While learning, growing, and stretching our investing businesses many of us have inevitably make mistakes, not acted fast enough, or speculated more than we should. I know I have. “Focus on the bright side” is a popular and cheery mantra we often say to ourselves in moments we need to feel a little better about a particular negative situation or event in our lives.
With regards to building your real estate investing business, this “focusing on the positive” in most situations may be the very best thing you do for your business. Although I believe in the power of positive thinking to lift our moods and really help motivate ourselves, this is not the type of “focusing on the positive” I am referring to in this article.
Below are some real world examples of how and where to start being more conscious about seeing the positive and trying to increase what is already working in your real estate investing business.
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Perhaps the most common example many of us see on a regular basis is with regards to our marketing and advertising efforts.
Over the past 12 years I have paid for, implemented, tested, and tracked almost every advertising method I could afford. Some of these methods works beautifully and other methods lead to zero incoming calls.
While tracking every dollar spent on your advertising and marketing budget you can see where your dollars are most effective. Ideally for every dollar you spend to generate seller or buyer calls you should aim to generate well over one dollar in revenue. Keep what works and focus on these methods, and ditch what is not working.
When I first decided to start my career as a real estate investor I began advertising and looking for the same properties many other investors in my area were already looking for. I quickly realized I was a very small guppy in a very large sea.
It wasn’t until after 3 months of actively looking for my first SFR deal that I coincidentally stumbled upon a seller of a clean and spacious 3 bedroom mobile home with 2.5 acres of land. Soon after this point I began ditching the Real Estate Investor title, and instead took on the brand of active Mobile Home Investor.
Being one of only a few mobile home investors in my area, my results and productivity went through the proverbial roof. I ditched the common-place investor title which wasn’t working for me, and started calling myself a mobile home investor that was already producing more results in a few weeks than in my first 3 months.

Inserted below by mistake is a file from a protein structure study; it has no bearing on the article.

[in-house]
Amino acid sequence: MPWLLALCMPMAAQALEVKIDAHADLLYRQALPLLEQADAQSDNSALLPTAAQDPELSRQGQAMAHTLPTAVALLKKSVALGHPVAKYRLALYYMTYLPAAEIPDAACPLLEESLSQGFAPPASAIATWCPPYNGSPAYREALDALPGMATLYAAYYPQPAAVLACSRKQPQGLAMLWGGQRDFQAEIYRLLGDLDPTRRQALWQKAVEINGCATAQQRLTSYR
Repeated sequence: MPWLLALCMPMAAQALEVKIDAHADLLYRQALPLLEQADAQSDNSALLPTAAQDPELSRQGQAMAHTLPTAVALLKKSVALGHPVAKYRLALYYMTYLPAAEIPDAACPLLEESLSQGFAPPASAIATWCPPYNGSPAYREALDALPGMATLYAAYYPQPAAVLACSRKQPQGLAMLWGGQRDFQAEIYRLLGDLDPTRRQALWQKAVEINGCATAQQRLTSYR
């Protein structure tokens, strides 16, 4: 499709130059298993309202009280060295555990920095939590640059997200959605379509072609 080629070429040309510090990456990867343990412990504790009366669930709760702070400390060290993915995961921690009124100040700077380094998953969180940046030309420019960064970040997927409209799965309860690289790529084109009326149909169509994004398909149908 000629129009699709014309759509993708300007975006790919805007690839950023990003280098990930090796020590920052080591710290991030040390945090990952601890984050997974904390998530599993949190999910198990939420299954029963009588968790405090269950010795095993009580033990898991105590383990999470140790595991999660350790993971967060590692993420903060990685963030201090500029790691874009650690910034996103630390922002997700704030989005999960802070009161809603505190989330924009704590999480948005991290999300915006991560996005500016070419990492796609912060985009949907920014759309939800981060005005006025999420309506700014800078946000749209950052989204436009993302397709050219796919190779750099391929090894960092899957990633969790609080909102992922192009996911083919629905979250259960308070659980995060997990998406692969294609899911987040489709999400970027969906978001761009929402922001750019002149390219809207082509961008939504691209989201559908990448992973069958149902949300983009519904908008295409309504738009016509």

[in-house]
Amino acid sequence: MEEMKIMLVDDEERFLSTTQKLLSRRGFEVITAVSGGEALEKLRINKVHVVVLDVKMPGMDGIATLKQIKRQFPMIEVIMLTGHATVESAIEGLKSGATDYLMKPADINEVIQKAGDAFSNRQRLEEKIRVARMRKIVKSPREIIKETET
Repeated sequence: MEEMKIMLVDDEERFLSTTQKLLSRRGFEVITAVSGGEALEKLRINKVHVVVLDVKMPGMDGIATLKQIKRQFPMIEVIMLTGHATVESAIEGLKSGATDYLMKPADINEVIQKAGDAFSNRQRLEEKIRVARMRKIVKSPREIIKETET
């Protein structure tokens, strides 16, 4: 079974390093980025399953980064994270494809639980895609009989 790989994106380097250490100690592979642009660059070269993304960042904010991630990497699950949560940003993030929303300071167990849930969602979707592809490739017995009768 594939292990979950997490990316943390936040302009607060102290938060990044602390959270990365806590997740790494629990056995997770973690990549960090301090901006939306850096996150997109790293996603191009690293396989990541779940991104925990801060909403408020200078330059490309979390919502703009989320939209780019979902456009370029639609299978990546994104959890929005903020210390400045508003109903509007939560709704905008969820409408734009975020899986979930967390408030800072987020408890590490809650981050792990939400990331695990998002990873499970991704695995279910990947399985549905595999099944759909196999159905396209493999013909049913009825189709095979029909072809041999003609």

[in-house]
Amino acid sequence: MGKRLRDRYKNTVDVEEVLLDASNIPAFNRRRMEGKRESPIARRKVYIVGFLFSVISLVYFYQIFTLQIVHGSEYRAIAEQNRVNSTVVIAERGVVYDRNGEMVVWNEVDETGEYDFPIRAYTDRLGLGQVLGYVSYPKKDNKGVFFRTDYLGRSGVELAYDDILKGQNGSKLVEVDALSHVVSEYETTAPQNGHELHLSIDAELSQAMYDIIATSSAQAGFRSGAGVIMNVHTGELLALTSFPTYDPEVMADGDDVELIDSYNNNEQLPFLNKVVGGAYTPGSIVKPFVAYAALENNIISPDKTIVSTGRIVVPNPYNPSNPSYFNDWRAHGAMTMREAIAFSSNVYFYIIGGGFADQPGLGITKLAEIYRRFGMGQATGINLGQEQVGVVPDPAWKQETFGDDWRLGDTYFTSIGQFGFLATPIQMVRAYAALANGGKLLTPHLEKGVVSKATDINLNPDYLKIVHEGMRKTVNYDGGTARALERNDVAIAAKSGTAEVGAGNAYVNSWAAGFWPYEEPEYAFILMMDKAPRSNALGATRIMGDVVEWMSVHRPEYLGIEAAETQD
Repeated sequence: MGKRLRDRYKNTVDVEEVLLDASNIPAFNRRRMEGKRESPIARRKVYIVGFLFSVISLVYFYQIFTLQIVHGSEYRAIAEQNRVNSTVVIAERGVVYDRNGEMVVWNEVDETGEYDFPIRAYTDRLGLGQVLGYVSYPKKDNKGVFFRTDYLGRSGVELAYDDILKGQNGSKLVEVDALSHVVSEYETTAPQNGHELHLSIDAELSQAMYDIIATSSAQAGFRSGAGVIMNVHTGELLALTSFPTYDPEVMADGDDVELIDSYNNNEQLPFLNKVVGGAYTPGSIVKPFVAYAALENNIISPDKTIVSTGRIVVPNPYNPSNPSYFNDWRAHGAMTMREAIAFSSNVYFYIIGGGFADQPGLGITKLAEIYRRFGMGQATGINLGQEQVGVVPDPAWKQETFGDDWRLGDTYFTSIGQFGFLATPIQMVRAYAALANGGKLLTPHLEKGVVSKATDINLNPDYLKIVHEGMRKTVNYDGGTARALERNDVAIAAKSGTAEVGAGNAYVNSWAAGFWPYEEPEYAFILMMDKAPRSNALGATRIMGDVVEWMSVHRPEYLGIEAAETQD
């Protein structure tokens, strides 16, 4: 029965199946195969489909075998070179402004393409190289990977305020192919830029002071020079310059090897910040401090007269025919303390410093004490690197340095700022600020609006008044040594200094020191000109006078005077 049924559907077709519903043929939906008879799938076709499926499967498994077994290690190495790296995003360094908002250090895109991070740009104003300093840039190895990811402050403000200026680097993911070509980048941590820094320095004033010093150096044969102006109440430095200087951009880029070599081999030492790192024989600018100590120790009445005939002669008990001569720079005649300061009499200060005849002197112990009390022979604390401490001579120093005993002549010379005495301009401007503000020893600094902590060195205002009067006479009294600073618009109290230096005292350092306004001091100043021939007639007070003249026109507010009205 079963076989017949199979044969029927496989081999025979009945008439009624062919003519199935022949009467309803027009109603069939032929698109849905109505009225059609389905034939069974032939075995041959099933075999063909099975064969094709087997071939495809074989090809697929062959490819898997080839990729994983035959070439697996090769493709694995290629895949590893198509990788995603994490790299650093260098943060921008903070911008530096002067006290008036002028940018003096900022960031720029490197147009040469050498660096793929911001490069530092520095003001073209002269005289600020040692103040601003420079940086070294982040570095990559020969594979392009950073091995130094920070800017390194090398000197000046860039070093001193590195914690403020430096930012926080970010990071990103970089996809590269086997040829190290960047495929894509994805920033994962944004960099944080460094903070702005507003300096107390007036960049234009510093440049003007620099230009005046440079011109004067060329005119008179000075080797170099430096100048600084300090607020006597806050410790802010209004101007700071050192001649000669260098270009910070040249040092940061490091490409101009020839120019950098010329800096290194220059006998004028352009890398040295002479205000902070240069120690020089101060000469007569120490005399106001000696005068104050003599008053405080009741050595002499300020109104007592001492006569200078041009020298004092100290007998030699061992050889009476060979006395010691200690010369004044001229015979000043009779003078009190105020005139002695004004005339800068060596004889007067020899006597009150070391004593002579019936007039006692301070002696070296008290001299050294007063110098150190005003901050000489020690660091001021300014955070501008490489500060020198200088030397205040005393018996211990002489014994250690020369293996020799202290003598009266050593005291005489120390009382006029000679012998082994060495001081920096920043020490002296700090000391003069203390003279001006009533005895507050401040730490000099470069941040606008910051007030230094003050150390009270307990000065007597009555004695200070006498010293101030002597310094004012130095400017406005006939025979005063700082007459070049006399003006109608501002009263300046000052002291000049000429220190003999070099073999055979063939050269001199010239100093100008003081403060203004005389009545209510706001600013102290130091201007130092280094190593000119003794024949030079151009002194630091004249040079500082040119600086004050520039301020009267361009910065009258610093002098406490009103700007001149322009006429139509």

While Picking Partners:
You have strengths and you have weaknesses. We all do. Although I am not a fan of a full-time business partner unless you are able to produce more than 2 times the results as you would alone, partnering with other investors for the occasional deal may make great business sense. While we are choosing the right partner make sure they have skills and talents you do not possess. See some examples below:
1. Money investor: An investor that has the capital or credit to close the deal. Without this investor this deal would be difficult to fund.
2. Deal Finder: An investor with a lead/deal. Without this investor you would never likely have access to this deal.
3. Seasoned Investor: An investor that has the experience in this niche of investing. Without this investor you would be learning by trial-and-error versus experience.
In all of these examples the people mentioned may or may not have very significant character flaws. With that said make sure that the purpose for them being in your partnership is worth having them there. Focus on what they do bring to the table, and ditch what they don’t bring to the table.
When Negotiating with Sellers:
Perhaps one of my favorite ways to focus on the positives is while negotiating with sellers.
In my niche of mobile home investing, as with most niche of real estate, we create value by helping sellers and buyers. While working with each seller there are typically 5-10+ editable aspects of every mobile home deal. Depending what a seller wants and needs we can offer them a myriad of purchase offers to buy their unwanted mobile home.
After presenting offers to every seller many of them will wish to negotiate a bit before agreeing to a selling price/terms or passing. While in this negotiation I always aim to focus on what they do love and ditch what they don’t like. If there is a way I can add to what they like to get the deal closed, I will always aim for this.
Investor reminder: While investing I ditch what doesn’t make the seller happy and keep what does. With all this said it is important to note that as investors we ideally should only close deals that are very-very profitable for us and win-win for all parties.
In conclusion remain active and start being on the look-out for how you feel, what is producing results in your business, and what is making you happiest in your business. Track these numbers and ditch what isn’t working and increase what is.
Love what you do daily,